‘You Can’t Say That to God!’

‘You Can’t Say That to God!’ September 2, 2017

imageI hope you realise that you have never met a perfect Christian.  I know that it is all too easy to look at some brothers and sisters that we see only on Sundays and assume they have everything together. Guess what, struggling Christian, perhaps some of those you envy are looking right back at you and assuming that you are ‘more mature’ than them too. The Christian smile is plastered on many faces, and when asked how things are going ‘I’m praising the LORD!’ might be the automatic reply no matter what is really happening. Its not that we are all trying to lie to each other, its that quite rightly, nobody wants to share their troubles with everyone they meet. But if the side effect is that some Christians feel paralysed, not good enough, and unable to express their true emotions to anyone, not even God, that is a real problem.

The truth is that there is a world of pain experienced by every Christian at some point in their lives.  Whether it be sickness, the guilt of sin that has not been repented of, the pain of rejection, or bereavement (see Christians do grieve just in a different way to everybody else), or mental illness, we live in a broken world. In fact, if you have never truly experienced pain and suffering, beware, because Jesus has promised us that in this World we will have troubles.

Of course it is right that Church is a largely positive place. We don’t want to gather on Sundays as some kind of pity party. But talking to our Christian friends individually and perhaps in small groups, it is vital that we learn to let our guard down a bit. More important yet is that we learn how to bear our souls when we are alone with God. He wants us to be totally open and hoest with him and has no place for us being fake before him. There is no better way to learn how to be real with God than to read the Psalms.  Literally every possible emotion is expressed. There is no ‘stiff upper lip’ in sight.  It is sad that for many of us today we would think we could never say things like this to God:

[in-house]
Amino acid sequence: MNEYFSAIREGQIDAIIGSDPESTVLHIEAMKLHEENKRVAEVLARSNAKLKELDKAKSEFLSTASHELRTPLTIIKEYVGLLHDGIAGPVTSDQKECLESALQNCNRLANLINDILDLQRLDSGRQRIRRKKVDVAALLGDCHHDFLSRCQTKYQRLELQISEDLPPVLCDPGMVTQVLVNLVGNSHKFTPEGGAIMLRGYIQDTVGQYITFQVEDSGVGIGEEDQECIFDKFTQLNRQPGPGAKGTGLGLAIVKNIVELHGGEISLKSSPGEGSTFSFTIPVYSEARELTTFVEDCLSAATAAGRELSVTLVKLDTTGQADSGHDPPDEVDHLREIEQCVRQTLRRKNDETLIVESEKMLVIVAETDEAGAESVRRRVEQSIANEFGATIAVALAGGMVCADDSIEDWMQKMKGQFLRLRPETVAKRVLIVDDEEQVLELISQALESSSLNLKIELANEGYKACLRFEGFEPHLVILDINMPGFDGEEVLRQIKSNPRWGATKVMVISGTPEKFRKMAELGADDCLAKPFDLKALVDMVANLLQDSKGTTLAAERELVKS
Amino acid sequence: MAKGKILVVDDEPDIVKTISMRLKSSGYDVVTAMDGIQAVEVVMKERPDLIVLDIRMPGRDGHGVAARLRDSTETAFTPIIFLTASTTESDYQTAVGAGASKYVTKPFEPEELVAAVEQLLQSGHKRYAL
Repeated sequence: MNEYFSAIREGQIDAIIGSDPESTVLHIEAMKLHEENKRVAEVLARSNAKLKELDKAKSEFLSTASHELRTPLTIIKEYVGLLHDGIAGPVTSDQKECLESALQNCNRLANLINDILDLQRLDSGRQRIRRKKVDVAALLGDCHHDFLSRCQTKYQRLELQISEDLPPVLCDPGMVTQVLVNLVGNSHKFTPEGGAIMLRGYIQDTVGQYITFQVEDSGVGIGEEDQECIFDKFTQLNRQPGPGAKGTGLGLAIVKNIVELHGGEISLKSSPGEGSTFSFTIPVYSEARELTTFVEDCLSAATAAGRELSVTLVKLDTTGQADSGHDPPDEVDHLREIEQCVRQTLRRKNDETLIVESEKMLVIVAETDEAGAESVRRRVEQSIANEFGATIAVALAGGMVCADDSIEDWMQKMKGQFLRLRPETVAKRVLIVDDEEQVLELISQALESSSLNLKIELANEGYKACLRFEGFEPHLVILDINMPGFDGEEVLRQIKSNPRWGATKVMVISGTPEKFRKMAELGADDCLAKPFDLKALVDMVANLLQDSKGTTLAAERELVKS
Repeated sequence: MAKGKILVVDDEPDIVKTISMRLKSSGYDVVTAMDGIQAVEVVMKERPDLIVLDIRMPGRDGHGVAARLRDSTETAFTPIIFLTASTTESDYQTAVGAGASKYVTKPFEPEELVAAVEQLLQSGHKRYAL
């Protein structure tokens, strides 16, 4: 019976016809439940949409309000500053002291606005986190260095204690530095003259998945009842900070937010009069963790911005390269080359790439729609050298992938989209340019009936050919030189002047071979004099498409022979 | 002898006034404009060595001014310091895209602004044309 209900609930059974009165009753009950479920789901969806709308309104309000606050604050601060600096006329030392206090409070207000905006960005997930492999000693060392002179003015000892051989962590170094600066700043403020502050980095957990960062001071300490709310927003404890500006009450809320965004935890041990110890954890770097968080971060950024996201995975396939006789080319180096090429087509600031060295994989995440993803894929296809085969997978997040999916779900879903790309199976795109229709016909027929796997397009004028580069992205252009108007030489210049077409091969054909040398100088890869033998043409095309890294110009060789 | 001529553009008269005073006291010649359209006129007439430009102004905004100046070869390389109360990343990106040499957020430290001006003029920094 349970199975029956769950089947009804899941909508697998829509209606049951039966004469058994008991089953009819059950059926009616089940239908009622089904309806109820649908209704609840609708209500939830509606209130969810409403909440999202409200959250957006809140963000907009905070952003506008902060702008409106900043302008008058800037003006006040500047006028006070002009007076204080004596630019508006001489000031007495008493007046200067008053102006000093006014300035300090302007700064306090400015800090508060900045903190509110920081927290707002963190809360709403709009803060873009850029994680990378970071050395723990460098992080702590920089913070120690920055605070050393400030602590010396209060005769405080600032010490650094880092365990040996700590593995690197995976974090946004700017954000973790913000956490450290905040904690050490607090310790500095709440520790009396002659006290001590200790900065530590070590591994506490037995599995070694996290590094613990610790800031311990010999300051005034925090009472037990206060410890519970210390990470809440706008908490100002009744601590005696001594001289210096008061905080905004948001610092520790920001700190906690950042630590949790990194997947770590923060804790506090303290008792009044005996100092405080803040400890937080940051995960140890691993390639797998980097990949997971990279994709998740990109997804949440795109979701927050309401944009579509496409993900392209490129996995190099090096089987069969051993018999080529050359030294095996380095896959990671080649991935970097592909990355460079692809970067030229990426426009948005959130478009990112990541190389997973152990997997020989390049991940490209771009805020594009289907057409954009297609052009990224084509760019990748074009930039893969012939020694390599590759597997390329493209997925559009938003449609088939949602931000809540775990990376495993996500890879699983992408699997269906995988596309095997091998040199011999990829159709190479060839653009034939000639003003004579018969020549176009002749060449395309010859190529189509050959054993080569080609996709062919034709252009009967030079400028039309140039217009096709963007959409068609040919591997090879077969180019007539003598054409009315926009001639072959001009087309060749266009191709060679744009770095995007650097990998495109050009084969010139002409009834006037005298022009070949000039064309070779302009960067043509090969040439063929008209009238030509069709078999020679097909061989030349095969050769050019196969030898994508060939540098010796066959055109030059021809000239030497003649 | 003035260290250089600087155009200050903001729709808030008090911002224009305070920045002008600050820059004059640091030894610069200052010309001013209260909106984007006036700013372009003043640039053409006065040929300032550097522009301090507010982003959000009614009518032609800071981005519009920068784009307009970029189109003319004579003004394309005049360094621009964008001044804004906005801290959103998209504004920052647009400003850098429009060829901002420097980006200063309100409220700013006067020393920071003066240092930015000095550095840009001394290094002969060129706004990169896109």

• “Answer me when I call to you….give me relief from my distress” (Psalm 4:1)
  • “Why do you hide yourself in times of trouble?” (Psalm 10:1)
  • “Be merciful to me for I am faint…my soul is in anguish. How long, O LORD, how long?” (Psalm 6:2-3)
  • “Will you forget me for ever?” (Psalm 13:1)
  • “How long will my enemy triumph over me?” (Psalm 13:2)
  • “The cords of death entangled me….in my distress I cried to my God for help.” (Psalm 18:4-6)
  • My God, my God, why have you forsaken me? Why are you so far from saving me, so far from the words of my groaning?” (Psalm 22:1)
  • “I am a worm and not a man, scorned by men and despised by the people.” (Psalm 22:6)
  • “My life is consumed by anguish, and my years by groaning” (Psalm 31:10)
  • “My guilt has overwhelmed me like a burden too heavy to bear” (Psalm 38:4)

And we could go on, and on.

Yet in the psalms we don’t see David and the other authors simply wallowing in their distress, and we don’t see them giving in to self-pity.  There is a reason why all those verses I quoted come near the beginning of the Psalm from which they are from. The Psalms tell a journey of how the writer gets from how he feels to somehow still trusting in God, even when he has yet to answer prayer.  For it is easy to think you are a worshipper of God when everything is going well for you. Raising your hands in the great congregation on a Sunday is not so hard. But getting from the point of pain to the point of praise in the private place is much harder. Thank God for the Psalms which help us so much.  When you don’t know how to pray, reach for a Psalm.

Earlier this year I was hospitalised with pneumonia and most of the time I felt too unwell to pray except those ‘help me!’ prayers. But as I began to improve there were a couple of psalms that helped me find the words to pray.  Perhaps you have felt the same at times. What psalms have helped you at the toughest points of your life?  And, as we begin to improve as I have done over the last months (I am told it can take up to a year to feel completely normal after pneumonia), it is so easy to lose sight of the struggle  you felt at that time, and the help that you received. Reading Psalms like these when things area going well will take remind you of those emotions, and help you to reach out to God with authenticity. The Psalms are the antidote for ‘Perfect’ Christianity

Read more from Adrian on this subject

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